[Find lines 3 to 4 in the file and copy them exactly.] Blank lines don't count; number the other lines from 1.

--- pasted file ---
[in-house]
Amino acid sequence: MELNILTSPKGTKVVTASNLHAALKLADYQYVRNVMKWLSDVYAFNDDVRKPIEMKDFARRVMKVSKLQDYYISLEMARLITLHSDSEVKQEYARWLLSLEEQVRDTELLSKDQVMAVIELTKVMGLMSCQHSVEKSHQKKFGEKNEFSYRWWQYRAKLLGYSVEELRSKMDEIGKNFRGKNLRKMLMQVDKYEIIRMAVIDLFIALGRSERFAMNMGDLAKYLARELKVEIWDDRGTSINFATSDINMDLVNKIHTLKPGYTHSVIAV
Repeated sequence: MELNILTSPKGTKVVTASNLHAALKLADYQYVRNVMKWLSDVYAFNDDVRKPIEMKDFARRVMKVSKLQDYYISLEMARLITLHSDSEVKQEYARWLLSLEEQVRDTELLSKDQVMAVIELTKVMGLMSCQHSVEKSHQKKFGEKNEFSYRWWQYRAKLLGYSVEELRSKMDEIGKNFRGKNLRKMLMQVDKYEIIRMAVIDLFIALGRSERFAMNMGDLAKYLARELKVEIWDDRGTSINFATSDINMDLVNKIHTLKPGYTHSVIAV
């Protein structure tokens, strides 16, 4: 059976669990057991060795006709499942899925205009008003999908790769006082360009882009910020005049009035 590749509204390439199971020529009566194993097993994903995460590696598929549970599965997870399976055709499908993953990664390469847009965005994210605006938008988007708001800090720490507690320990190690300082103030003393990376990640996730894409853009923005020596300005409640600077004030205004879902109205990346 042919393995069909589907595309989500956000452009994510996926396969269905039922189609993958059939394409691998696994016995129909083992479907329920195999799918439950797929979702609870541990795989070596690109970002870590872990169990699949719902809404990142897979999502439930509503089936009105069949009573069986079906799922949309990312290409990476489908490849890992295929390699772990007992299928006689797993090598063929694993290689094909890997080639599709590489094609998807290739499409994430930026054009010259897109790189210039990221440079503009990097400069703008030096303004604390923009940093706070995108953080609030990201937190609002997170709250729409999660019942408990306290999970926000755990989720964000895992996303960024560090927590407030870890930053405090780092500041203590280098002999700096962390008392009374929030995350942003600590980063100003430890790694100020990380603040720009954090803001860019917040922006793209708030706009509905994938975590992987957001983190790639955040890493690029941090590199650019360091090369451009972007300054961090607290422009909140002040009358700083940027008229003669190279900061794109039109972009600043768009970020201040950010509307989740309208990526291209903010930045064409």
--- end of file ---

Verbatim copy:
Repeated sequence: MELNILTSPKGTKVVTASNLHAALKLADYQYVRNVMKWLSDVYAFNDDVRKPIEMKDFARRVMKVSKLQDYYISLEMARLITLHSDSEVKQEYARWLLSLEEQVRDTELLSKDQVMAVIELTKVMGLMSCQHSVEKSHQKKFGEKNEFSYRWWQYRAKLLGYSVEELRSKMDEIGKNFRGKNLRKMLMQVDKYEIIRMAVIDLFIALGRSERFAMNMGDLAKYLARELKVEIWDDRGTSINFATSDINMDLVNKIHTLKPGYTHSVIAV
């Protein structure tokens, strides 16, 4: 059976669990057991060795006709499942899925205009008003999908790769006082360009882009910020005049009035 590749509204390439199971020529009566194993097993994903995460590696598929549970599965997870399976055709499908993953990664390469847009965005994210605006938008988007708001800090720490507690320990190690300082103030003393990376990640996730894409853009923005020596300005409640600077004030205004879902109205990346 042919393995069909589907595309989500956000452009994510996926396969269905039922189609993958059939394409691998696994016995129909083992479907329920195999799918439950797929979702609870541990795989070596690109970002870590872990169990699949719902809404990142897979999502439930509503089936009105069949009573069986079906799922949309990312290409990476489908490849890992295929390699772990007992299928006689797993090598063929694993290689094909890997080639599709590489094609998807290739499409994430930026054009010259897109790189210039990221440079503009990097400069703008030096303004604390923009940093706070995108953080609030990201937190609002997170709250729409999660019942408990306290999970926000755990989720964000895992996303960024560090927590407030870890930053405090780092500041203590280098002999700096962390008392009374929030995350942003600590980063100003430890790694100020990380603040720009954090803001860019917040922006793209708030706009509905994938975590992987957001983190790639955040890493690029941090590199650019360091090369451009972007300054961090607290422009909140002040009358700083940027008229003669190279900061794109039109972009600043768009970020201040950010509307989740309208990526291209903010930045064409």